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Jeremy Rich

a Congolese pygmy infamously exhibited at New Yorks’ Bronx Zoo, was born into a Twa (pygmy) community living in what is now the Kasai region of the Democratic Republic of Congo. He grew up in the domain of Ndombe, a small monarchy ruled by a Luba-speaking clan on the outskirts of the Kuba kingdom. Almost nothing is known of his early life or his family, although he is reputed to have been—like many of his people—an elephant hunter. Samuel Verner, a Presbyterian missionary from North Carolina stationed at the Fwela mission in Ndombe in the late 1890s, agreed to find pygmies to be exhibited at the 1904 Saint Louis World's Fair. Verner visited a town of Baschilele people near Ndombe in March 1904 At a slave market there he found Ota Benga who had been captured by African soldiers in the Force Publique colonial army of Leopold II s ...

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Steven J. Niven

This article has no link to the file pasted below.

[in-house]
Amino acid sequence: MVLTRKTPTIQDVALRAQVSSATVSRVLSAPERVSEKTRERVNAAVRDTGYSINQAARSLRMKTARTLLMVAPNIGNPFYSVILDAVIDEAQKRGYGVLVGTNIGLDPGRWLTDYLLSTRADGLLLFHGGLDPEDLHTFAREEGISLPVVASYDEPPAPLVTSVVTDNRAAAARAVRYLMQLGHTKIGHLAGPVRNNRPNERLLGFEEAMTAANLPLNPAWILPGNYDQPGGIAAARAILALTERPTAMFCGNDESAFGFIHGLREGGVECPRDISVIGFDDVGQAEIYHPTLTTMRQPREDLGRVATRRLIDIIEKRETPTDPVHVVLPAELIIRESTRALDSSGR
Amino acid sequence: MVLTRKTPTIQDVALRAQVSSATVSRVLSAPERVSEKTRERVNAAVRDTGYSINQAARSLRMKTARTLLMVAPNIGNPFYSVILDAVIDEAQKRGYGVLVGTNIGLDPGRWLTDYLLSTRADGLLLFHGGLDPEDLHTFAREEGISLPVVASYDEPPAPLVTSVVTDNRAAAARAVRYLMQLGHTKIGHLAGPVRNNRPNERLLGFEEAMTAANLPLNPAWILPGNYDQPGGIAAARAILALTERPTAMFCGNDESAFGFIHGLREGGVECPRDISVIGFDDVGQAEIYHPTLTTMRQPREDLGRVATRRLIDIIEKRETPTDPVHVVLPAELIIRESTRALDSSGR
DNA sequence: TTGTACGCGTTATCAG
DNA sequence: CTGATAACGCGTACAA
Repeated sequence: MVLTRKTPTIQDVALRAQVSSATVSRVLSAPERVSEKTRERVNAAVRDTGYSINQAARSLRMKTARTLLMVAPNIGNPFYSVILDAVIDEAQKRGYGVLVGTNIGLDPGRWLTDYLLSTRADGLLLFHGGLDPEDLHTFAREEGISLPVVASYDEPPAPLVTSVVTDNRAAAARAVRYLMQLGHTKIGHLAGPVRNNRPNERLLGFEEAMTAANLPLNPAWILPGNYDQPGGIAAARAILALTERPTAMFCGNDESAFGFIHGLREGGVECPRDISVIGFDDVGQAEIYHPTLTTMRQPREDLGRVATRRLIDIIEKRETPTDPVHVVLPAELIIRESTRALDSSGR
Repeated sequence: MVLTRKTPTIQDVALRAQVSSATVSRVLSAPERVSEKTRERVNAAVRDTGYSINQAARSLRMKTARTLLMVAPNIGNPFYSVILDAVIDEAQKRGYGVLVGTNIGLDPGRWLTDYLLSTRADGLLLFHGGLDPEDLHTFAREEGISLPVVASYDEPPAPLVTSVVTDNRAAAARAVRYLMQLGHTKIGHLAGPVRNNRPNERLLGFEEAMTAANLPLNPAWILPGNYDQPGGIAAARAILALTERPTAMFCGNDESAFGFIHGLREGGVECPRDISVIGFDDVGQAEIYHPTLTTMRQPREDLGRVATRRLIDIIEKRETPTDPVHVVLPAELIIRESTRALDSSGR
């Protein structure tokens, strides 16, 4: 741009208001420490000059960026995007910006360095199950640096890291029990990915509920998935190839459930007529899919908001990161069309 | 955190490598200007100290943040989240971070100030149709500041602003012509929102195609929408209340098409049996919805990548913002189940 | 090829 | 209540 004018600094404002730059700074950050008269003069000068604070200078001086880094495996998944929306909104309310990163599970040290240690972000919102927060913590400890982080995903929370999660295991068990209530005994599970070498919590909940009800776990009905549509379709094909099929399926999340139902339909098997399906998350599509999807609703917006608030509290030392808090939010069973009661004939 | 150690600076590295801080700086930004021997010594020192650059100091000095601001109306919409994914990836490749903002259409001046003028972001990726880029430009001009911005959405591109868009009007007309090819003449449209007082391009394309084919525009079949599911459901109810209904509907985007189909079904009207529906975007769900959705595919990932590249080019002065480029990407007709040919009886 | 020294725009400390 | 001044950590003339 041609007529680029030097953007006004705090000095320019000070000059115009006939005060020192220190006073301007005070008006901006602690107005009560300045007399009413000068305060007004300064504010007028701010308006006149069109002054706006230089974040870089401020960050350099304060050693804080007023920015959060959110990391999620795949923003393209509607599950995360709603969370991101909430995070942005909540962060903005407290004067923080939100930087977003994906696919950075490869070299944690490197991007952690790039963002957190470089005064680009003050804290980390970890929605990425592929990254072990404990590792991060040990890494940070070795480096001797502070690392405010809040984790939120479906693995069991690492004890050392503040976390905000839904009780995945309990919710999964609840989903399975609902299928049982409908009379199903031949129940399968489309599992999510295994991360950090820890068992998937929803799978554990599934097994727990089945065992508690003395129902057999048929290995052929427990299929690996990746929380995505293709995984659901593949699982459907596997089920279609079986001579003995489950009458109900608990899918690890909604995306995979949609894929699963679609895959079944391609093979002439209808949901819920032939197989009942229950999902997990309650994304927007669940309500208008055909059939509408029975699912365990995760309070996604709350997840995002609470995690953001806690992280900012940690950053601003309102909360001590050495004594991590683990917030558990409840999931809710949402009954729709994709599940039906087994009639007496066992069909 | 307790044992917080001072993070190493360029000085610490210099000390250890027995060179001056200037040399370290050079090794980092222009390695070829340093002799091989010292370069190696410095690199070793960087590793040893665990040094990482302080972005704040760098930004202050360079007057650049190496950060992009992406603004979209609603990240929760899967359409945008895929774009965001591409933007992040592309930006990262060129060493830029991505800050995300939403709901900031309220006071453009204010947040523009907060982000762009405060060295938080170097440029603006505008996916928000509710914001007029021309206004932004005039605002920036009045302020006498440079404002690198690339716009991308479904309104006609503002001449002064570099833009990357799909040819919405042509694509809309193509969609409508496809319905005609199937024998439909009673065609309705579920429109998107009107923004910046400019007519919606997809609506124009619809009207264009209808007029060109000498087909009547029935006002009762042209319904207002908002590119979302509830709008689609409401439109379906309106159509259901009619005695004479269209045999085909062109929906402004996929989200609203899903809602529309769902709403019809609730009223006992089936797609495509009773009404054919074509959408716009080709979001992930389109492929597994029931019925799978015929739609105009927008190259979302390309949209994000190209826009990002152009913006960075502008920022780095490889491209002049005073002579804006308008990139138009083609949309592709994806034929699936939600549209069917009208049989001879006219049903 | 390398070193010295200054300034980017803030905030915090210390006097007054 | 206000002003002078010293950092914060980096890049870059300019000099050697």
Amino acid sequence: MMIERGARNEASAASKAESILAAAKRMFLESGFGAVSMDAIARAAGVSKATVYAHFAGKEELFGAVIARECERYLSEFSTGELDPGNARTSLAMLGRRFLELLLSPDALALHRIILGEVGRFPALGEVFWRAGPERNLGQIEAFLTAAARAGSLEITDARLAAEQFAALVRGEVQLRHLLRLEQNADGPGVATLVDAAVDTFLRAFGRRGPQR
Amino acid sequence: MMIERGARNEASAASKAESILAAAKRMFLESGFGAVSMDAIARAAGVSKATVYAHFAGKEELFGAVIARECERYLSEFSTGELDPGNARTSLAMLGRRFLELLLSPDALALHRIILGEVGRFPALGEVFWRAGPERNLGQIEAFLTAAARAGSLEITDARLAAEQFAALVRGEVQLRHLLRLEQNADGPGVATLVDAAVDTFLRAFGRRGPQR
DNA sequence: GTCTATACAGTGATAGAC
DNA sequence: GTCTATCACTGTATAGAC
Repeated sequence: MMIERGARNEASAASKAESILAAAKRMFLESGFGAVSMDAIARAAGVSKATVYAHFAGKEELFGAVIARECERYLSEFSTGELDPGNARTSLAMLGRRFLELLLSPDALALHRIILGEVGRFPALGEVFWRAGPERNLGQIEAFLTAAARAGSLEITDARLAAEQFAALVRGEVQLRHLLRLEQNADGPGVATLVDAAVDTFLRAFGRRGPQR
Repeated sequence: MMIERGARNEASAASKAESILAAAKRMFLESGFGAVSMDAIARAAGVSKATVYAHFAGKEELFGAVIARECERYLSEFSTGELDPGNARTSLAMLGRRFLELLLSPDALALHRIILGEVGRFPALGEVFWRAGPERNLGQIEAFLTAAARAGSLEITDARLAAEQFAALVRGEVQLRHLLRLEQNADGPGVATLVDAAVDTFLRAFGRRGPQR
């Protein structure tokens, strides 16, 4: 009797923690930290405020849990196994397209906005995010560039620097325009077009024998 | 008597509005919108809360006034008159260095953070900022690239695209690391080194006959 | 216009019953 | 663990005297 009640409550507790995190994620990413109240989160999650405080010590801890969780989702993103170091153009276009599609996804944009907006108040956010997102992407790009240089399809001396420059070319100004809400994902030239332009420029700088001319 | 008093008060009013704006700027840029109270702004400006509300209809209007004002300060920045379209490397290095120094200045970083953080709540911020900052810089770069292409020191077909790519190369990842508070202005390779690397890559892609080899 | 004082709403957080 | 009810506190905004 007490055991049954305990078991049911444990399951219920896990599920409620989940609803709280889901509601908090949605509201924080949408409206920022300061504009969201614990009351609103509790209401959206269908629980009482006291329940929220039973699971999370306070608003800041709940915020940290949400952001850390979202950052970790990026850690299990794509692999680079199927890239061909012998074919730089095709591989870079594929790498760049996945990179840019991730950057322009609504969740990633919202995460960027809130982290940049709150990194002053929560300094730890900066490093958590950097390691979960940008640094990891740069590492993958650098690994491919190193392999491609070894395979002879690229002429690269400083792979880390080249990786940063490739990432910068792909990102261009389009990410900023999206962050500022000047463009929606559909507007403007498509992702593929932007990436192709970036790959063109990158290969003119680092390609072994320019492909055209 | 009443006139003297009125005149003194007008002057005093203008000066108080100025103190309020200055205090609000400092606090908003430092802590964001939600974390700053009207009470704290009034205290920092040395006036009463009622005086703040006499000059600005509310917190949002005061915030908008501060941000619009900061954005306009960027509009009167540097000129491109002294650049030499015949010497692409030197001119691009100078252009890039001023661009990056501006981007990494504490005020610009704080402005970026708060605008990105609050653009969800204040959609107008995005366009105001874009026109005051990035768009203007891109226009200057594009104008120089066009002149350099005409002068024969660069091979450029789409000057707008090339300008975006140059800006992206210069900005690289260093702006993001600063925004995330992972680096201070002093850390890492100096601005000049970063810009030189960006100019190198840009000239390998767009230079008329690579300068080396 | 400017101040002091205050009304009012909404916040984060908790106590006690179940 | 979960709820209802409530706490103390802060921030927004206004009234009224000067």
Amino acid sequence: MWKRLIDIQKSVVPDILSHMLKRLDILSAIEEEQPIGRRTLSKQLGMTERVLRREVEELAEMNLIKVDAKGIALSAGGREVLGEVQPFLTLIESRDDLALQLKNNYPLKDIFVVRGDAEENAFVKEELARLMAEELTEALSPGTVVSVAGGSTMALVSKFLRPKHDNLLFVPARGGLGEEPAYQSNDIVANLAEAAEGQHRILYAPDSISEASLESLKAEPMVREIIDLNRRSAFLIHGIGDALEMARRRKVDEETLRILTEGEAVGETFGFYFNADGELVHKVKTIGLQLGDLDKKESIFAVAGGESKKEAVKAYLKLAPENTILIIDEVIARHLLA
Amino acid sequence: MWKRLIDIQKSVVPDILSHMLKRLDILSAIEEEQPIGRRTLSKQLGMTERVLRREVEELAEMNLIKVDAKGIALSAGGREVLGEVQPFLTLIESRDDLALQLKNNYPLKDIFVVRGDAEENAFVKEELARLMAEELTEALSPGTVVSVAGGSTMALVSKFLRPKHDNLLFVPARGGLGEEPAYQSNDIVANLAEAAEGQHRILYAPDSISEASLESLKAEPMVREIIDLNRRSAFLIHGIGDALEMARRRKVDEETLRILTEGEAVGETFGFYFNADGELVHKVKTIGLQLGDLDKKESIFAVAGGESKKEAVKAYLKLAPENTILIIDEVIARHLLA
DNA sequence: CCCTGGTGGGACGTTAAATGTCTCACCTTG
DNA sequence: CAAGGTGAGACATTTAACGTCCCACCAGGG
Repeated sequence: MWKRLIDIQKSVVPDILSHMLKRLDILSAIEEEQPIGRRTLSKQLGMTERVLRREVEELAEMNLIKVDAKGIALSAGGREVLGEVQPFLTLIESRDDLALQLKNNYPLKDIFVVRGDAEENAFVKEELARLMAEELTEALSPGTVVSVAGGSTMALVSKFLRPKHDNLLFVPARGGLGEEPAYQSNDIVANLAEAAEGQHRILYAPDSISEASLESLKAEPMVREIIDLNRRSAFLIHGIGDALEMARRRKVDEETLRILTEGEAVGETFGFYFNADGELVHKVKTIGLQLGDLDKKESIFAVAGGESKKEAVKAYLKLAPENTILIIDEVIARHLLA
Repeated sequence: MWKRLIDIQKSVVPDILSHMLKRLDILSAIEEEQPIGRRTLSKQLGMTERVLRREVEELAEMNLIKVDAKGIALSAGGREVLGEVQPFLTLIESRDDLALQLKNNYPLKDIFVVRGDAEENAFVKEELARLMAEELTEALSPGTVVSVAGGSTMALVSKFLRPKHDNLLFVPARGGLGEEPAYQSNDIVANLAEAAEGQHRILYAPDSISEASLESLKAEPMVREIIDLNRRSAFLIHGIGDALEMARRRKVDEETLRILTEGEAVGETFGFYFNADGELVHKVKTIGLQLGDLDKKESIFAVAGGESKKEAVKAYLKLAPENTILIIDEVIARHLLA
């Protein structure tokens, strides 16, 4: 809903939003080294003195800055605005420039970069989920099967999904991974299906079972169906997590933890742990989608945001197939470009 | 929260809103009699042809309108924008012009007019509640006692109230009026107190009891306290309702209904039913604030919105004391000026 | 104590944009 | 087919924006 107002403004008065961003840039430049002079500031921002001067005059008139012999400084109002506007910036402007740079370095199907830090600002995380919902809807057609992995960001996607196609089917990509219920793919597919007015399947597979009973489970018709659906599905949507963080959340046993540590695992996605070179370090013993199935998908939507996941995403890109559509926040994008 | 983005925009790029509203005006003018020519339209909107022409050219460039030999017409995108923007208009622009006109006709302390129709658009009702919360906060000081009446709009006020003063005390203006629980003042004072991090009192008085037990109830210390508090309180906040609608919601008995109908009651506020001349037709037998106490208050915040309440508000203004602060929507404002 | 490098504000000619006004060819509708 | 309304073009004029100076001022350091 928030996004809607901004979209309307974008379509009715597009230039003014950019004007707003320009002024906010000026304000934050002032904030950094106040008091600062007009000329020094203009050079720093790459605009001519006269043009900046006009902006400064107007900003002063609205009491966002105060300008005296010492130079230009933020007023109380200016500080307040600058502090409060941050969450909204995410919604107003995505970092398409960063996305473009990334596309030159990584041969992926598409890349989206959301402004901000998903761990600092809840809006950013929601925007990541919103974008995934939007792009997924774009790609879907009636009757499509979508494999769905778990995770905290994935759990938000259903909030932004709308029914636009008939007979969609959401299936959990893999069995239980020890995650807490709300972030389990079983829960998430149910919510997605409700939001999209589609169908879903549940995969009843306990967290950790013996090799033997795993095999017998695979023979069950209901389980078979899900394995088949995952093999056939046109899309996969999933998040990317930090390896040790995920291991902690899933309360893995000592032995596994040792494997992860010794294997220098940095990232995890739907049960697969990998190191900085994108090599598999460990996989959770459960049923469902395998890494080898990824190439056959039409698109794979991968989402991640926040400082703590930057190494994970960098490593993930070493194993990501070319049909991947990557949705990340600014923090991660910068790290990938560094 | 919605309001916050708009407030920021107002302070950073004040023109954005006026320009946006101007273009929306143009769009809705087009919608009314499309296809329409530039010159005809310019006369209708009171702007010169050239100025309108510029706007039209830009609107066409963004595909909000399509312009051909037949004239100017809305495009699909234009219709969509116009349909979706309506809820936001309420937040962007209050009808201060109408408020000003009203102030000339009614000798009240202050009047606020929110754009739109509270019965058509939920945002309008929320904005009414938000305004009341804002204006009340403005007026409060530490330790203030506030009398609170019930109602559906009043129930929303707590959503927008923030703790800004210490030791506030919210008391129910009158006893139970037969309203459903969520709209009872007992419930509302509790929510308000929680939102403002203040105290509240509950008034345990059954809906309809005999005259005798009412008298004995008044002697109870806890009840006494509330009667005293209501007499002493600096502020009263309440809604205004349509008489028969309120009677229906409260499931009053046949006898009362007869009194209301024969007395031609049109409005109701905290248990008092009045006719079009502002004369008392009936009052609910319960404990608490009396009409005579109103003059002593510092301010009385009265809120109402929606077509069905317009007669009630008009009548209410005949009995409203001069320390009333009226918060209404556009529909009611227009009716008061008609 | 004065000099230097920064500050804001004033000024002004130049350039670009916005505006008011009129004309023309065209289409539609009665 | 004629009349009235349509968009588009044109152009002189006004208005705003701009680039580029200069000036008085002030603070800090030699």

elephant hunter, Bronx Zoo exhibit, and tobacco worker, was born in the rain forest near the Kasai River in what is now the Democratic Republic of Congo. The historical record is mute on the precise name of his tribe, but they were a band of forest-dwelling pygmies—averaging less than fifty-nine inches in height—who had a reciprocal relationship with villagers of the Congolese Luba tribe. Otabenga and his fellow pygmies hunted elephants by playing a long horn known as a molimo to replicate the sound of an elephant bleat. Once they had roused the animal from the forest, they killed it with poisoned spears and traded the elephant hide and flesh to the Luba villagers in exchange for fruits, vegetables, and grains. Very little is known about Otabenga's family life, other than that he was married with two children by the age of twenty.

Around that time while ...